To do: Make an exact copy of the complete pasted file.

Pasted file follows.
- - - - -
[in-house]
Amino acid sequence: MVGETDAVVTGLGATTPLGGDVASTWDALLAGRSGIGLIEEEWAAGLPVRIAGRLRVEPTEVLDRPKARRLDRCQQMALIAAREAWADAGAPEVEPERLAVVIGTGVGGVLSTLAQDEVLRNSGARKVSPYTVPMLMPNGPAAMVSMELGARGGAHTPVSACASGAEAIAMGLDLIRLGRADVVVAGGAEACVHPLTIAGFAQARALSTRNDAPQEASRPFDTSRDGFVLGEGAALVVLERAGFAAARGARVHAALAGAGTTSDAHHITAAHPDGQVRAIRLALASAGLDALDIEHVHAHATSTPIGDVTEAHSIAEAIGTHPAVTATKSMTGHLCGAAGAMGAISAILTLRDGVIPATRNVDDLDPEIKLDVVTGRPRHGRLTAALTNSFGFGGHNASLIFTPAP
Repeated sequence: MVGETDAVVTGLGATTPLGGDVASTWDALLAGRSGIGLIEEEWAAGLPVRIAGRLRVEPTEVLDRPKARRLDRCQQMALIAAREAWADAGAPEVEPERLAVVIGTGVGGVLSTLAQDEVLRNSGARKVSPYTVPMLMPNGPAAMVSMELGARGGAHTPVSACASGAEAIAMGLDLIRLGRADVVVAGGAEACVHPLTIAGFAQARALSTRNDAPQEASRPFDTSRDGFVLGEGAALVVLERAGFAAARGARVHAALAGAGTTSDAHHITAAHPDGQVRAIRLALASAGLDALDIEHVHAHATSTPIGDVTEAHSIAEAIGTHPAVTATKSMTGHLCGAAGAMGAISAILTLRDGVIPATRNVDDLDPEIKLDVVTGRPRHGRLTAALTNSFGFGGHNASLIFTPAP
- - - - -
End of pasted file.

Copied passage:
[in-house]
Amino acid sequence: MVGETDAVVTGLGATTPLGGDVASTWDALLAGRSGIGLIEEEWAAGLPVRIAGRLRVEPTEVLDRPKARRLDRCQQMALIAAREAWADAGAPEVEPERLAVVIGTGVGGVLSTLAQDEVLRNSGARKVSPYTVPMLMPNGPAAMVSMELGARGGAHTPVSACASGAEAIAMGLDLIRLGRADVVVAGGAEACVHPLTIAGFAQARALSTRNDAPQEASRPFDTSRDGFVLGEGAALVVLERAGFAAARGARVHAALAGAGTTSDAHHITAAHPDGQVRAIRLALASAGLDALDIEHVHAHATSTPIGDVTEAHSIAEAIGTHPAVTATKSMTGHLCGAAGAMGAISAILTLRDGVIPATRNVDDLDPEIKLDVVTGRPRHGRLTAALTNSFGFGGHNASLIFTPAP
Repeated sequence: MVGETDAVVTGLGATTPLGGDVASTWDALLAGRSGIGLIEEEWAAGLPVRIAGRLRVEPTEVLDRPKARRLDRCQQMALIAAREAWADAGAPEVEPERLAVVIGTGVGGVLSTLAQDEVLRNSGARKVSPYTVPMLMPNGPAAMVSMELGARGGAHTPVSACASGAEAIAMGLDLIRLGRADVVVAGGAEACVHPLTIAGFAQARALSTRNDAPQEASRPFDTSRDGFVLGEGAALVVLERAGFAAARGARVHAALAGAGTTSDAHHITAAHPDGQVRAIRLALASAGLDALDIEHVHAHATSTPIGDVTEAHSIAEAIGTHPAVTATKSMTGHLCGAAGAMGAISAILTLRDGVIPATRNVDDLDPEIKLDVVTGRPRHGRLTAALTNSFGFGGHNASLIFTPAP